Friday I attended the hospital for cycle 11. I was feeling a little apprehensive after the trauma of last time, however it was a really positive experience. Bloods were all good, no vein issues and the chemo suite was nice and quiet. It gave me the opportunity to reflect. I was thinking how I haven’t seen my close friends for over a year now. I’m so thankful that my parents came over in January this year as I really don’t know when I will next see them. It’s something I’m really struggling with. I was hoping to go home for Christmas, but that won’t happen now. I decided to write a short poem about it. Hope you enjoy. X
I turned up to the hospital exhausted today. This week I’ve done a couple of early morning workouts followed by full days of teaching. It’s been nice to get into a routine again, it occupies my mind and enables me to sometimes forget about everything else that’s going on.
Today started off really positive, until the nurse tried to insert the cannula into my hand. For some reason my hand completely swelled and bruised. It was really painful. Of course there were tears and moments of anxiety. After a bit of a break we tried again with success. During my treatment I began to reflect on my journey. I was looking back through my blog; and it really hit me how much I have been through. I used to struggle with people calling me ‘amazing’ or ‘incredible’ but today it really hit me that actually I am incredible…this body of mine is bloody incredible. And it’s refusing to give up this fight!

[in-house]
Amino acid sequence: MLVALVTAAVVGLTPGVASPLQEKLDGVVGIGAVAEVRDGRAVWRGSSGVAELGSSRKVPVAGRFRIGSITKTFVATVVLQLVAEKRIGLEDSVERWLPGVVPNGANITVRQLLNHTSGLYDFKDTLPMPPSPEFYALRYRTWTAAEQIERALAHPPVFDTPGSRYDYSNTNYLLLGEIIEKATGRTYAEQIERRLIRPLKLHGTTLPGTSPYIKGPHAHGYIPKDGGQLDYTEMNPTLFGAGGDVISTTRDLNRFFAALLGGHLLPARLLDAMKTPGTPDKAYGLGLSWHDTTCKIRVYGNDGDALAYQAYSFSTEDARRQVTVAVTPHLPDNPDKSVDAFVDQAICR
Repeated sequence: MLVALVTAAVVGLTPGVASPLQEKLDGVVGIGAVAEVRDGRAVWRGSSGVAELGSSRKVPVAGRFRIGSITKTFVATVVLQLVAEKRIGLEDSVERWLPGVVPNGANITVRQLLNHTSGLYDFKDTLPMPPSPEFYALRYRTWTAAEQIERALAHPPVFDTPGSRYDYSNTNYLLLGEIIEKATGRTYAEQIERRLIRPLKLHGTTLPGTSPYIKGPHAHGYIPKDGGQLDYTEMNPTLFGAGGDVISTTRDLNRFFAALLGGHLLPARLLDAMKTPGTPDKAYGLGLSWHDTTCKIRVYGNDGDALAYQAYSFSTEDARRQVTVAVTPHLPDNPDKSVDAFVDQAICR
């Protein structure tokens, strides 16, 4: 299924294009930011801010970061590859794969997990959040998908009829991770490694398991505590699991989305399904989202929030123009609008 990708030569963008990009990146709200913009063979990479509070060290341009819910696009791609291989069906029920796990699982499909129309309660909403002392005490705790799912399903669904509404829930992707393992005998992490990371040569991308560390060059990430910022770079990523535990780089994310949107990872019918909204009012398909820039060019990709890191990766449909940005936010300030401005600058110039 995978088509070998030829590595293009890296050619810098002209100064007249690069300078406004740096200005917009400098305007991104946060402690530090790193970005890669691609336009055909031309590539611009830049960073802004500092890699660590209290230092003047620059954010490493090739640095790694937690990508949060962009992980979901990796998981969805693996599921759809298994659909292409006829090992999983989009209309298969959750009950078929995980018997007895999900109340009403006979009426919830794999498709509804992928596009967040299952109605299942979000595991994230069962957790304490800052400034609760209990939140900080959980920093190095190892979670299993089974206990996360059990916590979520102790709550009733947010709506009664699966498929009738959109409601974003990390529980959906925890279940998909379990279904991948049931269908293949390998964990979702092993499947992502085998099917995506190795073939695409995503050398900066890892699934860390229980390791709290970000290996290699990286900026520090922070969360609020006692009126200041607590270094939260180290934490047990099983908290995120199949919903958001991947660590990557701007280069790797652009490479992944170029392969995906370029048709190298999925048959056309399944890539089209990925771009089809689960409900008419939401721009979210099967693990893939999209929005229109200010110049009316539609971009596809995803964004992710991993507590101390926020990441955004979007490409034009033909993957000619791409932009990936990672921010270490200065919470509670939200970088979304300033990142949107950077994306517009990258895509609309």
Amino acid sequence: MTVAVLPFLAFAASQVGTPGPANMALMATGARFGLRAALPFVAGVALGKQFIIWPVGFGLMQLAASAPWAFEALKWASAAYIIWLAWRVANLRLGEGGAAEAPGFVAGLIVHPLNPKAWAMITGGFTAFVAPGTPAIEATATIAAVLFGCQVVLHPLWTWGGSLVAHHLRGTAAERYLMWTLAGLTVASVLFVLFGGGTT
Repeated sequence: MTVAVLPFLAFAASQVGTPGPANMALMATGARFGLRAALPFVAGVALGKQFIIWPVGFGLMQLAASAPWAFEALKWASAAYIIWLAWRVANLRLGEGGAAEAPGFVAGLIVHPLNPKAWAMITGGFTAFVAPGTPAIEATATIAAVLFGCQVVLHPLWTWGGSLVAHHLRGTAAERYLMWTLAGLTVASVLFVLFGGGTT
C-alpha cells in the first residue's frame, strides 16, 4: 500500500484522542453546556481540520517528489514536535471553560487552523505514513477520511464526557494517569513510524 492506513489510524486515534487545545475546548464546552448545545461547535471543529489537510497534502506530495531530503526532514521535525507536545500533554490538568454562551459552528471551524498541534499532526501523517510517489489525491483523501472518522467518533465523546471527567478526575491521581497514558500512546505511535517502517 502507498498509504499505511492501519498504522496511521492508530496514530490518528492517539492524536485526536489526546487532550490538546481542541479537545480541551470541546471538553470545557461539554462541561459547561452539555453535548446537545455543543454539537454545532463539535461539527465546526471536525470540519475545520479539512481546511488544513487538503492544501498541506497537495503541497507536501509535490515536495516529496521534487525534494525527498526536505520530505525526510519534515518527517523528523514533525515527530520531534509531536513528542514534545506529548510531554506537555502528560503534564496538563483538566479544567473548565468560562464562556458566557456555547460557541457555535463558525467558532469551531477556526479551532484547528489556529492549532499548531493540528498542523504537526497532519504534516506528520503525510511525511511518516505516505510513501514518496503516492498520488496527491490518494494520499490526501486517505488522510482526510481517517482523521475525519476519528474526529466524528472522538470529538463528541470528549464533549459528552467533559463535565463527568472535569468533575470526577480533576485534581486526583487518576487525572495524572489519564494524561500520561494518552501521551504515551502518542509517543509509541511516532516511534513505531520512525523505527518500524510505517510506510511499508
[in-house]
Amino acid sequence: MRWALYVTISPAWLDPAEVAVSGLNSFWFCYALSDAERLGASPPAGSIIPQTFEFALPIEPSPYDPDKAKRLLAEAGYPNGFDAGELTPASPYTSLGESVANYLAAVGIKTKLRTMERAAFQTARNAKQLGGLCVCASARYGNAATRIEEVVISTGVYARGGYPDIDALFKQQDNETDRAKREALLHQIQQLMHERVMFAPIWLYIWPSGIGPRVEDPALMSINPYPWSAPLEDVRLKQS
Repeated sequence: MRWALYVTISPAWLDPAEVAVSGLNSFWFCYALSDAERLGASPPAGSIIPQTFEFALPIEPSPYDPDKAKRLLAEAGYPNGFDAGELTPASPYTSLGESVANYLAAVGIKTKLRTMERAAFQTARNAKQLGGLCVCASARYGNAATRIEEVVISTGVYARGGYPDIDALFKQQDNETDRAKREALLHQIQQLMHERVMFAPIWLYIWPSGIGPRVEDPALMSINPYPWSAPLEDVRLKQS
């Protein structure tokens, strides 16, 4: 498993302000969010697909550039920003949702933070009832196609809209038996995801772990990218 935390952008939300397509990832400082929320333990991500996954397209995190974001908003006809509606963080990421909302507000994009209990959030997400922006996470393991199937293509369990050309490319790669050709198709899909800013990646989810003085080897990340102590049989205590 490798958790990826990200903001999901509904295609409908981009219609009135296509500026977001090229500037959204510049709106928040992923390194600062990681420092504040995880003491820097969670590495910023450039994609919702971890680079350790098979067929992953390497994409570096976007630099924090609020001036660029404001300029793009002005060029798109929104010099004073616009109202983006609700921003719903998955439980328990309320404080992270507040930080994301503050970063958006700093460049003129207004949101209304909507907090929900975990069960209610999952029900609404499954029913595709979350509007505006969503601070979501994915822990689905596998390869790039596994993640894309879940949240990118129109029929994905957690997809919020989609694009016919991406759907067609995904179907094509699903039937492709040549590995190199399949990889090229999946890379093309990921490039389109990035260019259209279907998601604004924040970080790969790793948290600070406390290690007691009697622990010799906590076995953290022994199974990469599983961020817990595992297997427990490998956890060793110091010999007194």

Yesterday was cycle 9 which means I’m officially half way through my treatment. I’m not going to lie, the first half has been traumatic. However I feel I’m now in a much better place, I’m no longer anxious and scared when I attend my appointments. Instead I’m just focusing on that finish line. I’m hoping and praying that once I pass that finish line I can finally travel to see my family and friends back in England. So many positive things to focus on now…let’s hope the second half of my treatment is less traumatic than the first half.